What’s Your Business Worth?

Whether you’re considering a sale of your business, already evaluating an offer, or simply exploring strategic options, what your business is worth is one of the most important yet challenging questions for a business owner or CEO.

Naturally, a business is ultimately worth its “market value” — the price a buyer is actually willing to pay for it. As CEO, however, you can’t put your company up for sale every time you want to learn what it’s worth.

At the same time, routinely benchmarking the value of your business throughout its lifecycle — regardless of if and when you decide to sell — is critical to measuring your progress against your long-term growth objectives. Neglecting to do so will create a large valuation gap that significantly hurts your chances of success if and when you pursue a partial or complete sale of your business.

So what can CEOs do to better understand what their business is worth?


A common methodology for calculating a company’s value is the discounted cash flow (DCF) analysis. A DCF analysis estimates the sum of a company’s future cash flows, discounted to reflect their value to a potential investor or buyer today.

The DCF analysis, however, is highly subjective and dependent on the assumptions made in the model. Critical inputs such as the company’s growth rate or the discount rate (an assessment of the company’s riskiness) can significantly impact the results, and are frequently points of contention at a negotiating table.


The DCF valuation, therefore, is usually supplemented by comparable valuation data that can help validate its credibility.

One market-based valuation approach looks at the valuation of comparable companies being traded in the public markets. Trading comparables are a double-edged sword, however: although public company financial data is readily accessible in real-time, the challenge is in finding relevant and truly comparable companies against which to benchmark.

A second method is to look at the valuations of private companies sold in recent M&A transactions. Transaction comparables, too, can present a challenge: private M&A transaction details are opaque, and financial terms are rarely disclosed.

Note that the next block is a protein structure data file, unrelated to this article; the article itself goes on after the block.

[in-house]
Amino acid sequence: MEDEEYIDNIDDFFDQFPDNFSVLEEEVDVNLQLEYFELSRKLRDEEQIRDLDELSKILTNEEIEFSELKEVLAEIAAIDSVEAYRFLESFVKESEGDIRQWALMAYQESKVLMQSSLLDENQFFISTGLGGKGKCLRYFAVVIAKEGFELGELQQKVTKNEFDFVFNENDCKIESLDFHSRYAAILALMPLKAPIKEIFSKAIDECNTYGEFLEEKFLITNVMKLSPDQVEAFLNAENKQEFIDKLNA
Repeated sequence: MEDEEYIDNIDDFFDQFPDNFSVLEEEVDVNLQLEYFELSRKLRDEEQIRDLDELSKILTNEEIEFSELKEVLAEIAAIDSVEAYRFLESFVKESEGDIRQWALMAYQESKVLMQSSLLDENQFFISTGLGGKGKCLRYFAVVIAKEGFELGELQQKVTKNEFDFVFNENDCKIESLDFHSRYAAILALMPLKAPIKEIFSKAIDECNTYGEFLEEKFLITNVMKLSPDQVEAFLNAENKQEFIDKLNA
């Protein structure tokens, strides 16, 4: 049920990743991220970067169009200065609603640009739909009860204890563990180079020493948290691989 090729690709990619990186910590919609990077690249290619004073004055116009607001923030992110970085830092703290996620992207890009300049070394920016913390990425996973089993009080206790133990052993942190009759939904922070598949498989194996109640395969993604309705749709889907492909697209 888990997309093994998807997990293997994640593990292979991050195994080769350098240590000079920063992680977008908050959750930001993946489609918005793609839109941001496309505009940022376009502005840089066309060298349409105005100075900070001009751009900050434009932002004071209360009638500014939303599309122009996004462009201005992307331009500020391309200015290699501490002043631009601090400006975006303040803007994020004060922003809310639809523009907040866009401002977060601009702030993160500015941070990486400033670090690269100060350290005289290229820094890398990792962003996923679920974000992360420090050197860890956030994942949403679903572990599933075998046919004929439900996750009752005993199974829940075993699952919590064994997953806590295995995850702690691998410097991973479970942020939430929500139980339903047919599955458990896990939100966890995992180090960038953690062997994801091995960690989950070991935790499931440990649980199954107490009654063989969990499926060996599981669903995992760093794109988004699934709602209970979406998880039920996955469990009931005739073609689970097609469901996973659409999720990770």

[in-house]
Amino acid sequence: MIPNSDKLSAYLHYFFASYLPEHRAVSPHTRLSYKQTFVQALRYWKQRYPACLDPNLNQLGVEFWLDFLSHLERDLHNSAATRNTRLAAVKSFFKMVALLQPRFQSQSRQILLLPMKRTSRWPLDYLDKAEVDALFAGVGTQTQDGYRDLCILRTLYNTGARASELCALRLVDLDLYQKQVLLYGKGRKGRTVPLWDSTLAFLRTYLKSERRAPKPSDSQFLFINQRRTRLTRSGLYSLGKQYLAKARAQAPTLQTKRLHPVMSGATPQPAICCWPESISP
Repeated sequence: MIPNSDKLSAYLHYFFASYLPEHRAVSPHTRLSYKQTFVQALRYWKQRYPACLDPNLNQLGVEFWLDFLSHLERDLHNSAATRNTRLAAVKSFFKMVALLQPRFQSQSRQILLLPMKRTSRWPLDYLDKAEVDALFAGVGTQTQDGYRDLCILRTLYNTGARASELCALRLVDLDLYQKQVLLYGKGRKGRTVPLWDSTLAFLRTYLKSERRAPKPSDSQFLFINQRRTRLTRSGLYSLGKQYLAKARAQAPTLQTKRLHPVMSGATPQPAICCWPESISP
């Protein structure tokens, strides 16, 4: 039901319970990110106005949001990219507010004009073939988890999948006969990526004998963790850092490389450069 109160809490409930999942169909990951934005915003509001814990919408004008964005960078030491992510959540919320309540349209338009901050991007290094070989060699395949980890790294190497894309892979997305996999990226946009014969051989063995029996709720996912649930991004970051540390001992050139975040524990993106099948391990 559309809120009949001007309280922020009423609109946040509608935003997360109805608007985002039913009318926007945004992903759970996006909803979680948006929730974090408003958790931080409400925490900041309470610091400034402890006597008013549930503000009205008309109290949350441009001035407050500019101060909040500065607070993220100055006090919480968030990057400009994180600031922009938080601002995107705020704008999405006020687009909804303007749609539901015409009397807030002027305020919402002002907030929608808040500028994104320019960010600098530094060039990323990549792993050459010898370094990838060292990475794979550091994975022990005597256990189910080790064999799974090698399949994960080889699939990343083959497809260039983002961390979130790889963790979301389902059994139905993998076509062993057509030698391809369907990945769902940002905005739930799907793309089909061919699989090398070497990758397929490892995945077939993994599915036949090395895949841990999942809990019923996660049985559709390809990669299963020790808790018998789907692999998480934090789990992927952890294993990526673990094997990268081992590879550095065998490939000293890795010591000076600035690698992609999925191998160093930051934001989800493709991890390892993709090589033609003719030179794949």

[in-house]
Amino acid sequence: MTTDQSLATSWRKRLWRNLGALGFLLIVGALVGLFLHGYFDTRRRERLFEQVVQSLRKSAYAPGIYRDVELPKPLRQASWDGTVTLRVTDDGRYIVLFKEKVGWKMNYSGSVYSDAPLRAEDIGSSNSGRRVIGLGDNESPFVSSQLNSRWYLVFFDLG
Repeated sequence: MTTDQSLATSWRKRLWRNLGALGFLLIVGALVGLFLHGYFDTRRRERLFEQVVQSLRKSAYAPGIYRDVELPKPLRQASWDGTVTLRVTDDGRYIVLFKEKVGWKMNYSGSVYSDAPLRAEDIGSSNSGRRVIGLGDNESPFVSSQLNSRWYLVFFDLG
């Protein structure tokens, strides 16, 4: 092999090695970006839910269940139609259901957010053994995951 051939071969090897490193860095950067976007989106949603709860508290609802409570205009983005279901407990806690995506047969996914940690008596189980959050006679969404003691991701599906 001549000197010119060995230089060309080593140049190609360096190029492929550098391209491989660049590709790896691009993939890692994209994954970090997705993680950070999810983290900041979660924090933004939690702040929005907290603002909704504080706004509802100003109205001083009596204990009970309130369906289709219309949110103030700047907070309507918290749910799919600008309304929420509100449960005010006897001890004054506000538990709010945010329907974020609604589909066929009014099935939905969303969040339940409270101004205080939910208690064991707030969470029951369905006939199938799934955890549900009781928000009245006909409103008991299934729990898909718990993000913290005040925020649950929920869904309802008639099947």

It’s possible that you have the expertise and information you need to estimate your company’s value using the approaches above. In our experience, however, most CEOs aren’t adequately equipped.

Even if you think you are — as tempting as it is to think you can go it alone — consider the consequences of getting it wrong. All too often, a business owner’s plan to exit her company are derailed by poorly managed expectations about price.

For 99% of CEOs, you’re better off developing long-term relationships with M&A advisors and investment bankers who can help you understand your valuation and keep you abreast of the external trends that can impact it. Even if you don’t plan to sell the company in the short-term, building a network of trusted advisors is the most effective and least time-consuming way of understanding what your company is worth, short of formally entering the market altogether.


Understanding the value of your business can be mystifying. Your company’s financial performance and market valuation trends are dynamic, and trying to to stay on top of these can feel like shooting a moving target.

As the CEO or owner of a business — regardless of whether you plan to sell in the next few years or keep the business in the family for generations to come — it’s your responsibility to routinely benchmark your valuation and growth. Doing so will require not only that you understand the fundamentals of how investors and buyers value businesses, but also that you find trusted advisors you can turn to for the insights that can help you understand and maximize the value of your business.

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Category: Financials

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About the Author: Peter Lehrman

Peter is the CEO of Axial, the network that enables middle market private companies to intelligently connect with the advisors and capital partners they need to meet their goals. In his capacity as CEO, Peter is responsible for driving the c…

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